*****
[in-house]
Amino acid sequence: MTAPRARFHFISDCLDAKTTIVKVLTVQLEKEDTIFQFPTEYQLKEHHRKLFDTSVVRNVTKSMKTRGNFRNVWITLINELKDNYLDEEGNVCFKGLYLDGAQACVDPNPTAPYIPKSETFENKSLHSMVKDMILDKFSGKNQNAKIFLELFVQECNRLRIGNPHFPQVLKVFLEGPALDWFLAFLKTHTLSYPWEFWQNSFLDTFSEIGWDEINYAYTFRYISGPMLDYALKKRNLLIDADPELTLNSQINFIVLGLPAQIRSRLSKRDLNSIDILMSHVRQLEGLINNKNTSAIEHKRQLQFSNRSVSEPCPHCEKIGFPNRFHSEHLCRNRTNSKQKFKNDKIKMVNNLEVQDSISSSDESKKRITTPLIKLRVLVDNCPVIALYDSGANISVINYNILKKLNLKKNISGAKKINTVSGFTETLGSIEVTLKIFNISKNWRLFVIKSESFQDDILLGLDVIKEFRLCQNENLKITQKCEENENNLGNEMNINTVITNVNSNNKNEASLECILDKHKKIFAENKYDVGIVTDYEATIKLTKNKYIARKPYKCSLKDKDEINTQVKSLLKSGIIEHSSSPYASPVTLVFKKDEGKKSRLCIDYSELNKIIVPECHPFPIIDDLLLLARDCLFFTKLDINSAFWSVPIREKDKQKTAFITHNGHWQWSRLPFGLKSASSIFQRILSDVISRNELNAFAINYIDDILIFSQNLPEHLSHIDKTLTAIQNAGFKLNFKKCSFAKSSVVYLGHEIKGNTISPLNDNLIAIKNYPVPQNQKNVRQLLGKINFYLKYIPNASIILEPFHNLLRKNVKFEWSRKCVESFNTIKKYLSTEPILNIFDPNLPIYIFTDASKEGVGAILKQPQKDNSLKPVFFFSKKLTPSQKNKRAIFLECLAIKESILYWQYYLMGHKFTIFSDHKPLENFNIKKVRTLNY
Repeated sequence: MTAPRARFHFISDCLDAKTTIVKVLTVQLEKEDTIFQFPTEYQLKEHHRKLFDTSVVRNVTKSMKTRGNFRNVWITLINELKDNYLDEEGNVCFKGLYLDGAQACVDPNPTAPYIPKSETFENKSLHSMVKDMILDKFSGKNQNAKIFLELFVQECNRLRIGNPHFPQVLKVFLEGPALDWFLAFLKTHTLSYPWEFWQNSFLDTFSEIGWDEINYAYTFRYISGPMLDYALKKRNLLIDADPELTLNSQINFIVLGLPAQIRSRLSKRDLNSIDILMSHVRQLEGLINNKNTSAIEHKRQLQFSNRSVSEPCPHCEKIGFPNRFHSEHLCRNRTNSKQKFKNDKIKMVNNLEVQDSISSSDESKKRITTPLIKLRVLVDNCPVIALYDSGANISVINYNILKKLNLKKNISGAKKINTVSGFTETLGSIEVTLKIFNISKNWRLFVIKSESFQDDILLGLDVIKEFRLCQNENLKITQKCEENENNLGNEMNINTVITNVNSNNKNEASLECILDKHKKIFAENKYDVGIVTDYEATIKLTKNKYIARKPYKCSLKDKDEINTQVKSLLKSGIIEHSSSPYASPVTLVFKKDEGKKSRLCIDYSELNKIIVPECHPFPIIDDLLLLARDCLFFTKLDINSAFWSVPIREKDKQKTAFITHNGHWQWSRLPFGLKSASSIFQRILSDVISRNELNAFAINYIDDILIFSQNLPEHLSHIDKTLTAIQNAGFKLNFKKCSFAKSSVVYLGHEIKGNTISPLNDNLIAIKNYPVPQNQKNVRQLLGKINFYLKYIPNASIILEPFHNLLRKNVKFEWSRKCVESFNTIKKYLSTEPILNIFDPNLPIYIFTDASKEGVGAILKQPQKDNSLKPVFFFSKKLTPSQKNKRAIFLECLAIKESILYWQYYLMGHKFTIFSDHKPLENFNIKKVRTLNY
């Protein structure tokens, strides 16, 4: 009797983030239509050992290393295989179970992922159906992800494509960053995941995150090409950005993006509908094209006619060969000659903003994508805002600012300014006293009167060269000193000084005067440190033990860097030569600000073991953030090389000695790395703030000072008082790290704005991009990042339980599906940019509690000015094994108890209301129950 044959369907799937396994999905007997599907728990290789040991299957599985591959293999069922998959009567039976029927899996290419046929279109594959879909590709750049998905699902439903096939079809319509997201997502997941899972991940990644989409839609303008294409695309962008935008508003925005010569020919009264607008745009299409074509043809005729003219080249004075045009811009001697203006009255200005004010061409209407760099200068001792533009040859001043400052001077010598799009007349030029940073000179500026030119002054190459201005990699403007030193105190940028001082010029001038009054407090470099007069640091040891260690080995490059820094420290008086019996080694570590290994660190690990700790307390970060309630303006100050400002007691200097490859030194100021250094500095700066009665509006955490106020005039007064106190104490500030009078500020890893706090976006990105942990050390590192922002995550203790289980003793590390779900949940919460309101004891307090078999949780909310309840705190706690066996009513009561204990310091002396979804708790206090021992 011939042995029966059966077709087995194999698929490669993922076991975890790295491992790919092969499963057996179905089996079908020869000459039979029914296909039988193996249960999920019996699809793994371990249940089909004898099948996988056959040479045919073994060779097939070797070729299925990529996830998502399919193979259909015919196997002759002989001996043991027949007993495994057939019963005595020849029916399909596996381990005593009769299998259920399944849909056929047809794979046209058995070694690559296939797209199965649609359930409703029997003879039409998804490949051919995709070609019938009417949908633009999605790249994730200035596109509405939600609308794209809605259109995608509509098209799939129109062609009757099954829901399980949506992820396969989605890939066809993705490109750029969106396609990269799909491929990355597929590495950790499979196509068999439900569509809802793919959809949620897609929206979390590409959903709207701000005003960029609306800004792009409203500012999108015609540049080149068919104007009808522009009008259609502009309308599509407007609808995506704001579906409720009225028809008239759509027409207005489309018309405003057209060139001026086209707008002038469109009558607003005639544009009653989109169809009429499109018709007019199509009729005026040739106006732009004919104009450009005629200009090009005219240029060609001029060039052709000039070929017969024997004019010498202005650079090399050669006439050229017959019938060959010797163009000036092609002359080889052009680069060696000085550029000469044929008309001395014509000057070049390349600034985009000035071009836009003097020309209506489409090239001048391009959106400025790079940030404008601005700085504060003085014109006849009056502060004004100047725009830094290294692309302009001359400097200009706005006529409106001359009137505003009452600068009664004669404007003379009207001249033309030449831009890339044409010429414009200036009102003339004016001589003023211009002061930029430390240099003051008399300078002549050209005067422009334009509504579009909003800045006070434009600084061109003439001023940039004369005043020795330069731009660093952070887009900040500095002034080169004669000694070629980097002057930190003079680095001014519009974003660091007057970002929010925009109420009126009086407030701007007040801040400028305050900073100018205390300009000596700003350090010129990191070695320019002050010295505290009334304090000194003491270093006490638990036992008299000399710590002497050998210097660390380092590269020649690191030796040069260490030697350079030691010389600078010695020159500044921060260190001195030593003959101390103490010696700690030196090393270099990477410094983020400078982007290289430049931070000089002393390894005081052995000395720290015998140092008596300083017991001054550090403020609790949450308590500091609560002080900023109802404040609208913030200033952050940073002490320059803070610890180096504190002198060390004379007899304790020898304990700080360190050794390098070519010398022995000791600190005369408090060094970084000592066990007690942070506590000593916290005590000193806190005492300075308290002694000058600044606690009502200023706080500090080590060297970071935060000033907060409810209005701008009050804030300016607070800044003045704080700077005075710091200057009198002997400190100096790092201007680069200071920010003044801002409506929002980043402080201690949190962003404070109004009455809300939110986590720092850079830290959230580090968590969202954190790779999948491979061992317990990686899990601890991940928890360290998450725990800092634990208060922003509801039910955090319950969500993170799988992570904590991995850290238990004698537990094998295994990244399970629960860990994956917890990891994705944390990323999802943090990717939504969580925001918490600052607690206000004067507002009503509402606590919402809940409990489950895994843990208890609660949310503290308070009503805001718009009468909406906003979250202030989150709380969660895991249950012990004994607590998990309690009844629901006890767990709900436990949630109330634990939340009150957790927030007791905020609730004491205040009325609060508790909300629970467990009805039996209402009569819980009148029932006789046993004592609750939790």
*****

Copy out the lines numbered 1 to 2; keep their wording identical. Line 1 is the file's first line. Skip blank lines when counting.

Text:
[in-house]
Amino acid sequence: MTAPRARFHFISDCLDAKTTIVKVLTVQLEKEDTIFQFPTEYQLKEHHRKLFDTSVVRNVTKSMKTRGNFRNVWITLINELKDNYLDEEGNVCFKGLYLDGAQACVDPNPTAPYIPKSETFENKSLHSMVKDMILDKFSGKNQNAKIFLELFVQECNRLRIGNPHFPQVLKVFLEGPALDWFLAFLKTHTLSYPWEFWQNSFLDTFSEIGWDEINYAYTFRYISGPMLDYALKKRNLLIDADPELTLNSQINFIVLGLPAQIRSRLSKRDLNSIDILMSHVRQLEGLINNKNTSAIEHKRQLQFSNRSVSEPCPHCEKIGFPNRFHSEHLCRNRTNSKQKFKNDKIKMVNNLEVQDSISSSDESKKRITTPLIKLRVLVDNCPVIALYDSGANISVINYNILKKLNLKKNISGAKKINTVSGFTETLGSIEVTLKIFNISKNWRLFVIKSESFQDDILLGLDVIKEFRLCQNENLKITQKCEENENNLGNEMNINTVITNVNSNNKNEASLECILDKHKKIFAENKYDVGIVTDYEATIKLTKNKYIARKPYKCSLKDKDEINTQVKSLLKSGIIEHSSSPYASPVTLVFKKDEGKKSRLCIDYSELNKIIVPECHPFPIIDDLLLLARDCLFFTKLDINSAFWSVPIREKDKQKTAFITHNGHWQWSRLPFGLKSASSIFQRILSDVISRNELNAFAINYIDDILIFSQNLPEHLSHIDKTLTAIQNAGFKLNFKKCSFAKSSVVYLGHEIKGNTISPLNDNLIAIKNYPVPQNQKNVRQLLGKINFYLKYIPNASIILEPFHNLLRKNVKFEWSRKCVESFNTIKKYLSTEPILNIFDPNLPIYIFTDASKEGVGAILKQPQKDNSLKPVFFFSKKLTPSQKNKRAIFLECLAIKESILYWQYYLMGHKFTIFSDHKPLENFNIKKVRTLNY